Jennifer Jo, whom I’ve known since Kindergarten, is obsessed with all things cozy: intimate spaces, fireplaces, red wine, a good blanket and someone with whom to share. French Onion is a cozy soup, so it’s only fitting that she requested this recipe.
This soup takes time to make. It’s not something that you can or should rush. With that said, it’s the recipe to make when you are cooking for joy and relaxation.
- 4 Large Onions – I use Texas Sweet Onions, but you can use what you like. The onions should be the size of a softball. When completely sliced up, they will fit into two Pyrex 4-cup liquid measures. If you can’t find onions this big, use 6-8 medium size onions.
- 4 oz of Butter – I use unsalted for this recipe.
- 4 Slices of Thick Uncured Bacon – Get the meatiest looking bacon that you can find.
- Fresh Thyme – Please, please, please use fresh. The flavors in this dish are simple and the thyme factors heavily into the total flavor.
- Beef Stock – Try to find stock. If you can’t find it, broth will do. You will need at least 64oz and it’s a good idea to have more if needed.
- Red Wine – I use a Pinot Noir from the Burgundy region of France, but you can use whatever you like. Don’t use “cooking wine”…if you wouldn’t drink it from a glass or serve it in a glass to someone else, you shouldn’t be cooking with it. Period.
- Kosher Salt and Black Pepper
- Garlic Croutons – See my recipe here: http://wp.me/p3b57X-W
- Gruyère or Provolone Cheese – Up to you. Provolone makes it a little less “French”, but both of these will work.
- Optional: Fresh Chives
- Knife and Cutting Board
- Dutch Oven – I use a Le Creuset but any heavy-bottomed pot will do except a non-stick pot. More on that later.
- Liquid Measures – in cups and ozs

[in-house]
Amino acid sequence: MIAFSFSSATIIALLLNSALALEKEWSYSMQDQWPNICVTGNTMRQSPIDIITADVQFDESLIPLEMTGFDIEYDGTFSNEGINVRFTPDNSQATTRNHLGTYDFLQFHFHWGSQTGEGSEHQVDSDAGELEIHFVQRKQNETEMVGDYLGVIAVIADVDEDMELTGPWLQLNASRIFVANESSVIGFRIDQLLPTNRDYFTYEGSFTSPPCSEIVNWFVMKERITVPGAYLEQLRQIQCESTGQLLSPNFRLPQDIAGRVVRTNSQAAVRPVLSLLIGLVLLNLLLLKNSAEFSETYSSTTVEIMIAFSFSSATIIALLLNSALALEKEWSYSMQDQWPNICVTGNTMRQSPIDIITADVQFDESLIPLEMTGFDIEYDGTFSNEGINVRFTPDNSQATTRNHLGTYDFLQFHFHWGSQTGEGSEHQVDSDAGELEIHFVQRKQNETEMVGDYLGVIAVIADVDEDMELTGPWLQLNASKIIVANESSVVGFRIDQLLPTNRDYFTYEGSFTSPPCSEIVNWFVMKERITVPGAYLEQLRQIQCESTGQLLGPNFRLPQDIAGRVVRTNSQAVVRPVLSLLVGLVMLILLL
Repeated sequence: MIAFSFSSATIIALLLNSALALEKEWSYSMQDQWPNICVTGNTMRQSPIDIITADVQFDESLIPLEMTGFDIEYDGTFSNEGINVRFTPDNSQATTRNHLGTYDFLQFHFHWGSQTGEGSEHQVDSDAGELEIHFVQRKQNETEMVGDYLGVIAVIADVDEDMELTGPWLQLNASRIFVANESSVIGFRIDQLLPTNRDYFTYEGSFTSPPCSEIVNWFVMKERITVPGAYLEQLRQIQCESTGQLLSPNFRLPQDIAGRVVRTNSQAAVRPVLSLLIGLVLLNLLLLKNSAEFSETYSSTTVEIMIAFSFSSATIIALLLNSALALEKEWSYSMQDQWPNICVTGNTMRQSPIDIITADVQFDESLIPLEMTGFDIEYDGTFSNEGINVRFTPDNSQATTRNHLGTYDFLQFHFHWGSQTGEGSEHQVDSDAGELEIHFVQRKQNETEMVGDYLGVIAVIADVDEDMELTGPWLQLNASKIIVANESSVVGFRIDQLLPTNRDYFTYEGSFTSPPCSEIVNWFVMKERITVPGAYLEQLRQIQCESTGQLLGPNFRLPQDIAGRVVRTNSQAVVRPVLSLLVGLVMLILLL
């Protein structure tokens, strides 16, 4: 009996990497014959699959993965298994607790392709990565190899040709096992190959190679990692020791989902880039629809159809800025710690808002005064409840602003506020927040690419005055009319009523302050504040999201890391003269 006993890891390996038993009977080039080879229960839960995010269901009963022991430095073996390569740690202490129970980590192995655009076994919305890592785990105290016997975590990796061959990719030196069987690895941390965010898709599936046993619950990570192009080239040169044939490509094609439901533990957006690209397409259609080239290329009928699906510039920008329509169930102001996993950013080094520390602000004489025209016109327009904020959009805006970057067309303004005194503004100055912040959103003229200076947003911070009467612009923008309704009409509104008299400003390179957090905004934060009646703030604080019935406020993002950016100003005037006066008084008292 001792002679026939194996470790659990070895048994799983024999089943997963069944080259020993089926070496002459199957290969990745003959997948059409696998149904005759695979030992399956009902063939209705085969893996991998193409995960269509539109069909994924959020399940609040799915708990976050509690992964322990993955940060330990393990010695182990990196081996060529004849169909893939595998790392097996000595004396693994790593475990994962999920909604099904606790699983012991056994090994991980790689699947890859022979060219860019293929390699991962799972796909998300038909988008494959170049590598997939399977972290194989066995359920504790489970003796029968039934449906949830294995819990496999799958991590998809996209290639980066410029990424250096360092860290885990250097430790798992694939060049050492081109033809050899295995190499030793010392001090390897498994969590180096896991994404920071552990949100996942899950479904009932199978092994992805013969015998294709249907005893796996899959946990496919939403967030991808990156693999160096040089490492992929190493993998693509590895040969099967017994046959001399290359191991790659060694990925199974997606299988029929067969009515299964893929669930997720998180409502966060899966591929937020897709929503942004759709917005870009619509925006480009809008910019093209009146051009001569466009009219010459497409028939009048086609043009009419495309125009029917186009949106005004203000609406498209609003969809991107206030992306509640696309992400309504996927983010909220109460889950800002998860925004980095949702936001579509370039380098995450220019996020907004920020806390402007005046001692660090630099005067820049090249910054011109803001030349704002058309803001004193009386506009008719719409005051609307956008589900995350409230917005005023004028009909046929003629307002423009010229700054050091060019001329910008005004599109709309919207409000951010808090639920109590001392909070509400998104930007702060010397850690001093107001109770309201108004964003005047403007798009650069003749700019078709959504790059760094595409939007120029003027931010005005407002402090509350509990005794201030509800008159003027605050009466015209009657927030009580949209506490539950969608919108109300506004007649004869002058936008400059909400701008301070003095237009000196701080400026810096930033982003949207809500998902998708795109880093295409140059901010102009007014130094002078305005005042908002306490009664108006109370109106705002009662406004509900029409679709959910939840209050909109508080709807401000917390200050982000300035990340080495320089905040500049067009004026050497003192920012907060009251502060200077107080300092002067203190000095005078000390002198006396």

- Wooden Spoon
- Cheesecloth or Herb Bag
- Potato Peeler
- Oven-Safe Individual Soup Crocks
- Gather your ingredients:
- Slice the onions into rounds with a variety of thickness:
- Place your dutch over on the stove top and turn the heat on medium. Add the butter to the pot and melt it slowly. You do not want the butter to sizzle or brown.
- Add the sliced onions to the butter with a few pinches of salt. Don’t skip this in the name of sodium reduction – this is French Onion Soup so it’s going to have sodium in it and that’s part of its goodness. Using salt here will help bring the water out of the onions and help the onions carmelize.
- Using your wooden spoon, work the onions around in the pot carefully to distribute the butter and salt over them. Turn up the heat just a bit.
- Measure out 2oz of the red wine and set it aside. Now, if you are a wine drinker, pour yourself a glass from the bottle – you are going to have about 20 minutes or so until the onions are carmelized.
- The onions will break down like this…but they aren’t done yet:
- Chop the bacon into small pieces (about as big as two of your thumbnails). Trim off any major fatty parts:
- Add the bacon to the onions when the onions start to become golden. I do this because I like the onions to pick up a little bacon flavor as they are cooking. I admit, I will never understand why Anthony Bourdain and Julia Child usually advise adding bacon at the same time as liquid.